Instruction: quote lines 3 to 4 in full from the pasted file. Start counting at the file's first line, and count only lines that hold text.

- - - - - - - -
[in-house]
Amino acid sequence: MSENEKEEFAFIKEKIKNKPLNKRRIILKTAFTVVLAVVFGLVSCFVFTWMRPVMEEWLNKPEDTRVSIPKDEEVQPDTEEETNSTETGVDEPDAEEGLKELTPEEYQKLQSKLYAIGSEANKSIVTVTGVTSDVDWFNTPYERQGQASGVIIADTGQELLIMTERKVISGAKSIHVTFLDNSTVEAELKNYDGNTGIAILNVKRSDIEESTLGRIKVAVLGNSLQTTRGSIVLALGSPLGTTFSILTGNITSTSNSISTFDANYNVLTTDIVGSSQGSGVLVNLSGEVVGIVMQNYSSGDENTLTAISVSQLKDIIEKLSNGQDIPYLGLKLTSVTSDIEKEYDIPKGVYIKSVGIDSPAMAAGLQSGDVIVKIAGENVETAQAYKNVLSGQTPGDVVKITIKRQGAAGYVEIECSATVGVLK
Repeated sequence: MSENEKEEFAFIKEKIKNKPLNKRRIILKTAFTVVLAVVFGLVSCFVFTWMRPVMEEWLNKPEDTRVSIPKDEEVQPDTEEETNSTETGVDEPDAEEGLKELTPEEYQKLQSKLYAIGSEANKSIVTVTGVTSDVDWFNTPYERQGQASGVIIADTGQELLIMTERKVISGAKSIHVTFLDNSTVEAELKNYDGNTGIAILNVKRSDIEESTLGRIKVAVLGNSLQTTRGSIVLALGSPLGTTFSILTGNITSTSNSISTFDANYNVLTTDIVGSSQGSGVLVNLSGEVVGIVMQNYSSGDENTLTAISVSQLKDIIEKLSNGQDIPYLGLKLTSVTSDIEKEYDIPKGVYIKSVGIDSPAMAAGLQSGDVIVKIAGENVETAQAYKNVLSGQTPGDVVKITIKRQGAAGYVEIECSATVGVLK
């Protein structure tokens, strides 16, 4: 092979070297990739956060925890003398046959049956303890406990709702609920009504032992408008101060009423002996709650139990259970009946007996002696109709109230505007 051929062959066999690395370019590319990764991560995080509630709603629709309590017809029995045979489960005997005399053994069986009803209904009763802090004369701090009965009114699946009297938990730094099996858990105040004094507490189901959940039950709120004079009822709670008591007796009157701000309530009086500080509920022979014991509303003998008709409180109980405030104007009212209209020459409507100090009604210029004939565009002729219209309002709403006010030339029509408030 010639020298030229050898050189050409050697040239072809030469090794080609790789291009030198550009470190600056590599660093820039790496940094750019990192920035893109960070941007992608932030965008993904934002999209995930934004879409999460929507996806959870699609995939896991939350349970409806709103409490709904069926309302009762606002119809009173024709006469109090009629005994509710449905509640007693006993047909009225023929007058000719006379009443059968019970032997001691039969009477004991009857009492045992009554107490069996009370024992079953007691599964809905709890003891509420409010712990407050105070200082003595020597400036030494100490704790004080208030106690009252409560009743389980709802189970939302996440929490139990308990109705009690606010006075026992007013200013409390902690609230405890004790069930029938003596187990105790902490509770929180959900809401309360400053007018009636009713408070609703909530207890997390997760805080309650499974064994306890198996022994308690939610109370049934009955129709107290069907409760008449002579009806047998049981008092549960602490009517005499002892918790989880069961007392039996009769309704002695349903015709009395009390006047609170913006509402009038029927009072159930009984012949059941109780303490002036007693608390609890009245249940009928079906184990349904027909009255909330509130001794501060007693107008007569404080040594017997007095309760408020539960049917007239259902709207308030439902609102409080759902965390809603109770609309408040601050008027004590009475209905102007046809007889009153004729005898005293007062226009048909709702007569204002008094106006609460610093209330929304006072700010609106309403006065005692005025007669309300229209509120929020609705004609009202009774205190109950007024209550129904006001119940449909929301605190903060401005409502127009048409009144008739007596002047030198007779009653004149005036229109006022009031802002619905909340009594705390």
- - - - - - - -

Repeated sequence: MSENEKEEFAFIKEKIKNKPLNKRRIILKTAFTVVLAVVFGLVSCFVFTWMRPVMEEWLNKPEDTRVSIPKDEEVQPDTEEETNSTETGVDEPDAEEGLKELTPEEYQKLQSKLYAIGSEANKSIVTVTGVTSDVDWFNTPYERQGQASGVIIADTGQELLIMTERKVISGAKSIHVTFLDNSTVEAELKNYDGNTGIAILNVKRSDIEESTLGRIKVAVLGNSLQTTRGSIVLALGSPLGTTFSILTGNITSTSNSISTFDANYNVLTTDIVGSSQGSGVLVNLSGEVVGIVMQNYSSGDENTLTAISVSQLKDIIEKLSNGQDIPYLGLKLTSVTSDIEKEYDIPKGVYIKSVGIDSPAMAAGLQSGDVIVKIAGENVETAQAYKNVLSGQTPGDVVKITIKRQGAAGYVEIECSATVGVLK
């Protein structure tokens, strides 16, 4: 092979070297990739956060925890003398046959049956303890406990709702609920009504032992408008101060009423002996709650139990259970009946007996002696109709109230505007 051929062959066999690395370019590319990764991560995080509630709603629709309590017809029995045979489960005997005399053994069986009803209904009763802090004369701090009965009114699946009297938990730094099996858990105040004094507490189901959940039950709120004079009822709670008591007796009157701000309530009086500080509920022979014991509303003998008709409180109980405030104007009212209209020459409507100090009604210029004939565009002729219209309002709403006010030339029509408030 010639020298030229050898050189050409050697040239072809030469090794080609790789291009030198550009470190600056590599660093820039790496940094750019990192920035893109960070941007992608932030965008993904934002999209995930934004879409999460929507996806959870699609995939896991939350349970409806709103409490709904069926309302009762606002119809009173024709006469109090009629005994509710449905509640007693006993047909009225023929007058000719006379009443059968019970032997001691039969009477004991009857009492045992009554107490069996009370024992079953007691599964809905709890003891509420409010712990407050105070200082003595020597400036030494100490704790004080208030106690009252409560009743389980709802189970939302996440929490139990308990109705009690606010006075026992007013200013409390902690609230405890004790069930029938003596187990105790902490509770929180959900809401309360400053007018009636009713408070609703909530207890997390997760805080309650499974064994306890198996022994308690939610109370049934009955129709107290069907409760008449002579009806047998049981008092549960602490009517005499002892918790989880069961007392039996009769309704002695349903015709009395009390006047609170913006509402009038029927009072159930009984012949059941109780303490002036007693608390609890009245249940009928079906184990349904027909009255909330509130001794501060007693107008007569404080040594017997007095309760408020539960049917007239259902709207308030439902609102409080759902965390809603109770609309408040601050008027004590009475209905102007046809007889009153004729005898005293007062226009048909709702007569204002008094106006609460610093209330929304006072700010609106309403006065005692005025007669309300229209509120929020609705004609009202009774205190109950007024209550129904006001119940449909929301605190903060401005409502127009048409009144008739007596002047030198007779009653004149005036229109006022009031802002619905909340009594705390």